Never having written about Yom Kippur before, I had some interesting reading ahead of me.
The Torah, in Parshas Acharei, describes the Kohen Gadol’s service on Yom Kippur. During the
narrative, the Torah tells us that the Kohen Gadol achieved atonement for himself, and his
family וכפר בעדו ובעד ביתו. Our sages look at the word ביתו-family, and teach us that from here
we learn that the Kohen Gadol had to be married. If the Torah wanted to tell us that the word
ביתו means wife, then why did it not say that he achieved atonement for himself and his wife,
and we would not need the interpretation of the sages?
The Kohen Gadol had to be married for two reasons. Firstly, because the עבודה-service of Yom
Kippur was so special, that the Kohen who conducted it had not only to be a Kohen Gadol, but
he had to be married. Being married conferred a certain added status in the Kohen Gadol.
Secondly, in relation to the Kohen Gadol himself, he had to be in an elevated spiritual state, and
the greatest level he could reach was to be married.
In order to understand what the message is of ביתו זו אשתו, we will reference a discussion in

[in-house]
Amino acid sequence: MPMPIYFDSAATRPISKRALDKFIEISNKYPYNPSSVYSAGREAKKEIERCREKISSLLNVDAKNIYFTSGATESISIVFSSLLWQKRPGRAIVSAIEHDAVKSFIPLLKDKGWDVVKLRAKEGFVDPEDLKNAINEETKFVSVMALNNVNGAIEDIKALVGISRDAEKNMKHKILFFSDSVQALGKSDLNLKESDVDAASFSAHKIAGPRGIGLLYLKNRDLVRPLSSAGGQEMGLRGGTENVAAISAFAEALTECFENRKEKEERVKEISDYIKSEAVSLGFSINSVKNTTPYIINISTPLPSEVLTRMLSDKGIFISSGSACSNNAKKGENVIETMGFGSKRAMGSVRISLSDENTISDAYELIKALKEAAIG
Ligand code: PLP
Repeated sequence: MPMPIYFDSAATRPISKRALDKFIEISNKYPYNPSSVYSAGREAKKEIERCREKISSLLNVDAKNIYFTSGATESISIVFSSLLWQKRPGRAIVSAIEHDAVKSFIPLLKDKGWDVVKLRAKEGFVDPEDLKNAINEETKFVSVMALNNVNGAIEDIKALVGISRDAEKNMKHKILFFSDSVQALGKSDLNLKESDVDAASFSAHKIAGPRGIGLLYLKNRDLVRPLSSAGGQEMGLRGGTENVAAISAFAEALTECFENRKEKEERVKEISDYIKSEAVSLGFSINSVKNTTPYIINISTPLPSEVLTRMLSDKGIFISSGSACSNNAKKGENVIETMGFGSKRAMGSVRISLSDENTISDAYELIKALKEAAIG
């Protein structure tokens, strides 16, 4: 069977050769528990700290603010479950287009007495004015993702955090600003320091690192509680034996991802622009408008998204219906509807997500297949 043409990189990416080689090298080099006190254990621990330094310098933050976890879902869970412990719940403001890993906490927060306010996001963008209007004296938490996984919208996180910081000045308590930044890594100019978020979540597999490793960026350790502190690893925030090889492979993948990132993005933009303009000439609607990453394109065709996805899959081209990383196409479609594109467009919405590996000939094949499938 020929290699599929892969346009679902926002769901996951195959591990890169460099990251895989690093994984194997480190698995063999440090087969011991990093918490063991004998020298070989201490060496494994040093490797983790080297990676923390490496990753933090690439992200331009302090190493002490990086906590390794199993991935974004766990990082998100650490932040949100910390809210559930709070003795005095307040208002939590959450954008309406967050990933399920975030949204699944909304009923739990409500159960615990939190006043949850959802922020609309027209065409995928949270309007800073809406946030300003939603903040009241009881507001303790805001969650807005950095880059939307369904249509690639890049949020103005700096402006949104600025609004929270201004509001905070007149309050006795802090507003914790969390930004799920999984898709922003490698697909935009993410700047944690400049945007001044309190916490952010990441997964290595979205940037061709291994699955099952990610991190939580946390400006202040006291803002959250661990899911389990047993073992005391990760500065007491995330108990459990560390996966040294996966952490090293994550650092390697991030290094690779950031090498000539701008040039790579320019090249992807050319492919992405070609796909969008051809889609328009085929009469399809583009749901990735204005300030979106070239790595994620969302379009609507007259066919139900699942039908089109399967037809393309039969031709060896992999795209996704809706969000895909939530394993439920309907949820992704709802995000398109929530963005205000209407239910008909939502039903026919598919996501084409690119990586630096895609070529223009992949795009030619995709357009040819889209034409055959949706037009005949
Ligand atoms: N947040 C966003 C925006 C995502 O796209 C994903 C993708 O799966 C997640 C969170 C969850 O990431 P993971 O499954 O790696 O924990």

Gemara Shabbos regarding Rebbi Yossi. He was an Amorah who always looked to see the
purpose for which an object, thing, or person was created. As a result of being married, Rebbi
Yossi saw his future family. The Torah does not require of us to always be on such a focused
level but that was the greatness of Rebbi Yossi, and a requirement of the Kohen Gadol on Yom
The message of the mindset of the Kohen Gadol struck a strong chord in me. As educators,
parents, really anyone who has contact with young people, this is a powerful lesson that we
should carry with us always. Every child we encounter has endless potential, that may end up
being tapped into or not. Every child is born with a huge measure of curiosity that could either
be encouraged or supressed. Every child deserves to have his/her talents developed by the
adults in their lives and not to have to seek it later in life. For all of the CyberSem newsletter
readers, I think an awesome commitment to make at the start of 5778 is to be a more hopeful
adult in the lives of the children we interact with.
As I was writing this article, I read a fascinating story in My Encounter with the Rebbe, which I
have included in this enewsletter. I think they are appropriately related.
Wishing you all a very happy, healthy and successful new year. I am looking forward to
engaging you even more on the CyberSem platform in the new year.
גמר וחתימה טובה